Tag Archives: Excel

How to use the Google WMT crawl data – once you fix the date format!

The crawl data that you can download from Google’s Webmaster Central Tool would be much more useful IF you could arrange the data by date. You can’t pivot or sort data if the data is [first of all] in American date format, and 2ndly some is in date format, some in text format and some just throws an error.

So, how do you cleanse this data?

Step 1 – download your crawl data

Click on the “Download” option inside in Google’s webmaster tools interface

Step 2 – Open excel and import your data as “From Text”

Here is the advice from the Excel help file

Importing text files
You can use Excel to import data from a text file into a worksheet. (On the Data tab, in the Get External Data group, click From Text.) The Text Import Wizard examines the text file that you are importing and helps you ensure that the data is imported in the way that you want.

There are two ways to import data from a text file by using Excel: You can open the text file in Excel (which does not make a connection to the text file), or you can import the text file as an external data range (which does make a connection to the text file).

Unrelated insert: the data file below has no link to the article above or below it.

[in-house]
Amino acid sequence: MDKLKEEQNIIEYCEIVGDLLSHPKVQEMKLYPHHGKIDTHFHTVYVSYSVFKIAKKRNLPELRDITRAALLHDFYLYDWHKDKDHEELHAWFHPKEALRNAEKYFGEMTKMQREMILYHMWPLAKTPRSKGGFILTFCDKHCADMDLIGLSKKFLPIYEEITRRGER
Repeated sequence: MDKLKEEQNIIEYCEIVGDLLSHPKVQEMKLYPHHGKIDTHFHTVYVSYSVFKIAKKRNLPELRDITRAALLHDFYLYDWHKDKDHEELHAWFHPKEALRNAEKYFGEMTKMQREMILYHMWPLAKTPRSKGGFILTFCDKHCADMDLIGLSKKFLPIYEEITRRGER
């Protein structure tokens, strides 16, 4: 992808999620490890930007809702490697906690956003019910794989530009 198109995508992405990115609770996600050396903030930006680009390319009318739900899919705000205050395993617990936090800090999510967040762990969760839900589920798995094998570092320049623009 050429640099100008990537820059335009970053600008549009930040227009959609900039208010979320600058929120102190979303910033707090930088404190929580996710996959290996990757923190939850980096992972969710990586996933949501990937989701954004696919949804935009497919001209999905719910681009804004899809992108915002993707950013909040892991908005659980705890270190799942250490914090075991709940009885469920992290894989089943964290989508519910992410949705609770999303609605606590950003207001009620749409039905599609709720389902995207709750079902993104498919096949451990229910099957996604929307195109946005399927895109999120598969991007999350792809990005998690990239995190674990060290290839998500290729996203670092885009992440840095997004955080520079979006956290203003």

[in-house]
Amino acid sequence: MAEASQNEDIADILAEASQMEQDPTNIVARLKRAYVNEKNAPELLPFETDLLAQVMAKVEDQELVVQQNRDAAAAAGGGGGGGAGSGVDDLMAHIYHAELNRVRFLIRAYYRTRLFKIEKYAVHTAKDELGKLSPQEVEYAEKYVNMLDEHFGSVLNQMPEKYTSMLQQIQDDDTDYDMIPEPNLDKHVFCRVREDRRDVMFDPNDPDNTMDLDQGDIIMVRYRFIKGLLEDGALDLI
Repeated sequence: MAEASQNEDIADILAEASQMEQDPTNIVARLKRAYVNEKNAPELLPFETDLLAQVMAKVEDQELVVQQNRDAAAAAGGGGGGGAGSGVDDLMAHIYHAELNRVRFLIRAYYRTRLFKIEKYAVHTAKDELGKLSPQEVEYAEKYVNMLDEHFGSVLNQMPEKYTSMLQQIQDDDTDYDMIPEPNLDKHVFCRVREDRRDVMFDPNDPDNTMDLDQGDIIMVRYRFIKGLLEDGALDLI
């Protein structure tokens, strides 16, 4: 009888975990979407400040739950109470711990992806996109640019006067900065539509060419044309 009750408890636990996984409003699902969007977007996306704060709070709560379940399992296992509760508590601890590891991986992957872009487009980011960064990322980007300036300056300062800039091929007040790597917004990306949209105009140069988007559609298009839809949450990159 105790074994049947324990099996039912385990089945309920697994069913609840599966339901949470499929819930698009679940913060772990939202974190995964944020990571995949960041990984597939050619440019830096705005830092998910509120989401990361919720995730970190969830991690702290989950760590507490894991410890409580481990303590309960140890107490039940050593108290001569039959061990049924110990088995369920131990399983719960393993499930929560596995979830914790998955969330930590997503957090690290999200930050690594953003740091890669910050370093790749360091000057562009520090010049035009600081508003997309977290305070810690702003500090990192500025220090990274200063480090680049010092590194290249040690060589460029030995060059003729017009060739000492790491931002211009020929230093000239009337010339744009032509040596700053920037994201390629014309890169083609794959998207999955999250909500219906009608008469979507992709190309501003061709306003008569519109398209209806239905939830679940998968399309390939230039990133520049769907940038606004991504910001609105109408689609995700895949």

There are two commonly used text file formats:
Delimited text files (.txt), in which the TAB character (ASCII character code 009) usually separates each field of text.
Comma-separated values (CSV) text files (.csv), in which the comma character (,) usually separates each field of text.

You can also change the separator character that is used in both delimited and .csv text files. This may be necessary to make sure that the import or export operation works the way that you want it to.

You will be importing a .csv

Step 3 – Use the Text Import wizard

Use the Text Import Wizard. I have never had to make any changes on the first step.

On step 2 of 3, you should choose COMMA and not Tab.

Here is the important bit. On step 3 of 3 you can choose what is the format for the import. So, in the “Data Preview” pane, scroll to the right. Select the Date column and choose your preferred date format (see arrow).